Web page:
Example #1: Four-Stroke Internal Combustion Engine


Hey guys, let's do an example. A four-stroke internal combustion engine is a type of engine found commonly in cars. A hypothetical car engine can output 300 horsepowers of power if it's operating at 6000 cycles per minute. So 6000 times a minute it, produces work and it produces work at a rate of 300 horsepowers. If the efficiency of the engine is 40 percent, how much heat needs to be input in each cycle of the engine? How much heat is released in the cycle? Note that one horsepower is 746 watts.

So what we're given is the power and that's the amount of work done by the engine per unit time and this is 30, sorry, 300 horsepower but we want to convert this so that we can get it in SI units of watts because watts are joules per second. So that will tell us if we can figure out how long each cycle lasts, how long each completed cycle of the heat engine takes, we can figure out how much work is released by each cycle of the engine. Now we're told that one horsepower equals 746 watts so if you notice the horsepower is cancelled here and we're left with watts, the unit that we want. Plugging this is into a calculator we get 223800 watts which is 223.8 and a kilowatt is just a kilojoules per second. So the question we need to answer is how long does each cycle take? If we can figure out how long each cycle takes, then the work released in each cycle is just the power times the duration of each cycle. Now what we're told is not how long cycle last but how frequent the cycles are. We're told the frequency is 6000 cycles per minute. Now we can convert this into cycles per second which would be an SI unit by saying one minute goes into 60 seconds and then the minutes will cancel and it's going to be cycles per second which is absolutely an SI unit and this is 100, right 6000 divided by 60, cycles per second. Now the thing to remember here is that the period which is how long each cycle takes which is what we're looking for right this is by definition the period is one over the frequency. So this is 1 over 60 cycles per second sorry it's 100 cycles per second, it was 6000 cycles per minute which is 0.01 seconds that's how long each cycle lasts. This is by definition the time duration for each cycle. Knowing that we can say then that the work due to each cycle is just the power times delta T of each cycle, this equation which we already said, and that's going to be 223.8 kilojoules per second so remember our answer is going to be in kilojoules time 0.01 seconds which is 2.24 kilojoules. Don't forget the answer is in kilojoules not joules. So now we know how much work is produced by this engine per cycle it's 2.24 kilojoules, we are told that the efficiency of the engine is 40 percent or 0.4 and that equals the work done divided by the amount of heat that's input. So the amount of heat that's input per cycle is going to be 0.4 times the work released per cycle which is 0.4 times 2.24 kilojoules which is 5.6 kilojoules.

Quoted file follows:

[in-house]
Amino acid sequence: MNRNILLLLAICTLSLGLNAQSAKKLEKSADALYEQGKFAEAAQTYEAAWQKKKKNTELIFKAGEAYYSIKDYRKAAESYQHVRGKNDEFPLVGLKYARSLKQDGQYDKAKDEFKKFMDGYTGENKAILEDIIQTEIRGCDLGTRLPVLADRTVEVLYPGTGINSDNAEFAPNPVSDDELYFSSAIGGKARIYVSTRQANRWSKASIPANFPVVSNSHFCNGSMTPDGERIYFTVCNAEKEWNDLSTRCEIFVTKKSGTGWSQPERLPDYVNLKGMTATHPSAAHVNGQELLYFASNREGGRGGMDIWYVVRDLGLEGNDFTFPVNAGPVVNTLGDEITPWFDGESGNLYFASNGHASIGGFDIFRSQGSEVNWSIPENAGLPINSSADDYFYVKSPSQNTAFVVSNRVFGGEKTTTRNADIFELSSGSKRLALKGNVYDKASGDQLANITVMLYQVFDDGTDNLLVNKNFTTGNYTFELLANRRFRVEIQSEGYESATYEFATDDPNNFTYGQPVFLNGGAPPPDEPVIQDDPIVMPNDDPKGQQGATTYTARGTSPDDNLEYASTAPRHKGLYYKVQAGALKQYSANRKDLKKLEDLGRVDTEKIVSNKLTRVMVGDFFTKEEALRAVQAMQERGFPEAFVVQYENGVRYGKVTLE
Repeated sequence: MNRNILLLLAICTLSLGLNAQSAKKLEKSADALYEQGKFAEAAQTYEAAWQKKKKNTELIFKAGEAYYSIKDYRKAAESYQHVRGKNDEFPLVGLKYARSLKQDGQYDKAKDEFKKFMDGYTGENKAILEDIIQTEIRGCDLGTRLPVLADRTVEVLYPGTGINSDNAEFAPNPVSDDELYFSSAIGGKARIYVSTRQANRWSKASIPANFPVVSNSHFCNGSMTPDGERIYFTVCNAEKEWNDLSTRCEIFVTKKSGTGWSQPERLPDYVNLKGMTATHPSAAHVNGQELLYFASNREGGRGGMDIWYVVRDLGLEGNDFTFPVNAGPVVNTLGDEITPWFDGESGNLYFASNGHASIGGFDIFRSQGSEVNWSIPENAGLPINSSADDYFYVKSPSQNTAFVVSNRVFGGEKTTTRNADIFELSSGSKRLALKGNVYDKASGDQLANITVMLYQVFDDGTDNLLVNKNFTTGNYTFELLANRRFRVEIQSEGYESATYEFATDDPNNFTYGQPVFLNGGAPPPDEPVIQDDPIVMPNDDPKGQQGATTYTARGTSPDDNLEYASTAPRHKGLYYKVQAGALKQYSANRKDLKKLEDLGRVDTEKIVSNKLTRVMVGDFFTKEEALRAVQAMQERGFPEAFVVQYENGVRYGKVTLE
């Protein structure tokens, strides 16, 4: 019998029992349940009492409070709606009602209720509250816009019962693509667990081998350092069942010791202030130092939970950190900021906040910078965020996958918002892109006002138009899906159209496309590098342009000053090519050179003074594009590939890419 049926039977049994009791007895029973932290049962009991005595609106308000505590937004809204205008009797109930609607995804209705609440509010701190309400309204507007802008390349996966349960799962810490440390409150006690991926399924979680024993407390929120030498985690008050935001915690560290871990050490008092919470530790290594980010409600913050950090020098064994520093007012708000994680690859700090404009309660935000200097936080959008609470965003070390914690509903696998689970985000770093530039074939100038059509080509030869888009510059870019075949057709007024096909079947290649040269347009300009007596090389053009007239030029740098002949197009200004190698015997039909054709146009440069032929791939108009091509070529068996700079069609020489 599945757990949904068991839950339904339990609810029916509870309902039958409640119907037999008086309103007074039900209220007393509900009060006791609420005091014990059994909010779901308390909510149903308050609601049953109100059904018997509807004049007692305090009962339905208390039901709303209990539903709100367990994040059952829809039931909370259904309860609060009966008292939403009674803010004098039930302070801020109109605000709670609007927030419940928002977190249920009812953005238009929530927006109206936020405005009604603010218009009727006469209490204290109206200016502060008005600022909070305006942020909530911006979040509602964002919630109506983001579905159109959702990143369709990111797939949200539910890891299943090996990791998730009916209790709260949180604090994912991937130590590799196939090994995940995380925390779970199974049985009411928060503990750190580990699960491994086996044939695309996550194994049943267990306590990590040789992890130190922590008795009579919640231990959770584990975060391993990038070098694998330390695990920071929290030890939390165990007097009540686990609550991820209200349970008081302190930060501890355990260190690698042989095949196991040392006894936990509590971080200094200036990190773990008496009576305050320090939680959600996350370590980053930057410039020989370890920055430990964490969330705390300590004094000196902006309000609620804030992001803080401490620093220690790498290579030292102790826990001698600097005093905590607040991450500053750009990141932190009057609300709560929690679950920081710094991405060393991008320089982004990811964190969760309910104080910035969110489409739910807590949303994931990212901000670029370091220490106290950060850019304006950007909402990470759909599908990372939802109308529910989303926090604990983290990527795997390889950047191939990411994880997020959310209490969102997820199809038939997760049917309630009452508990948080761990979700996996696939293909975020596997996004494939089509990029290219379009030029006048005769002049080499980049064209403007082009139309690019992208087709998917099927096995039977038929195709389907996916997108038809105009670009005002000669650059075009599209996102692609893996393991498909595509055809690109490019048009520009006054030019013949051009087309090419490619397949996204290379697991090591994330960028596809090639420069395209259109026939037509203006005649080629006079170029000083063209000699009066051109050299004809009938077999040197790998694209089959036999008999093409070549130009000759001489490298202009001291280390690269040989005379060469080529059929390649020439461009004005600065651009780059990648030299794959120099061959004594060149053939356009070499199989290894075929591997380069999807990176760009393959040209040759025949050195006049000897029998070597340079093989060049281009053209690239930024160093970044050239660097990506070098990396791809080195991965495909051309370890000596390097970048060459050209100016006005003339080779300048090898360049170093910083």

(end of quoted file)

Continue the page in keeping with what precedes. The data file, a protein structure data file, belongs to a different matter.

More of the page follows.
That's how much heat is released every cycle of the engine and remember guys the diagram for an engine, we have some heat flowing in from the hot reservoir into the engine, it converts some of it into work but some of it has to return to the cold reservoir and this tells us that the hot reservoir magnitude, the heat from the hot magnitude is equal to the heat from the cold magnitude plus W. So we know the heat returning to the cold reservoir which is as the question put it the amount of heat released by the engine, this is going to be Q hot minus W which is 5.6 minus 2.24 kilojoules and that is 3.36 kilojoules. That's how much heat is released by this engine every cycle. So every cycle the hot reservoir puts 5.6 kilojoules of heat into the engine, it converts 2.24 kilojoules of that into work and returns 3.36 kilojoules of that back into the cold reservoir releases that as heat and it does this 6000 times per minute to produce the 300 horsepowers of the car engine. Alright guys, that wraps up this problem. Thanks for watching.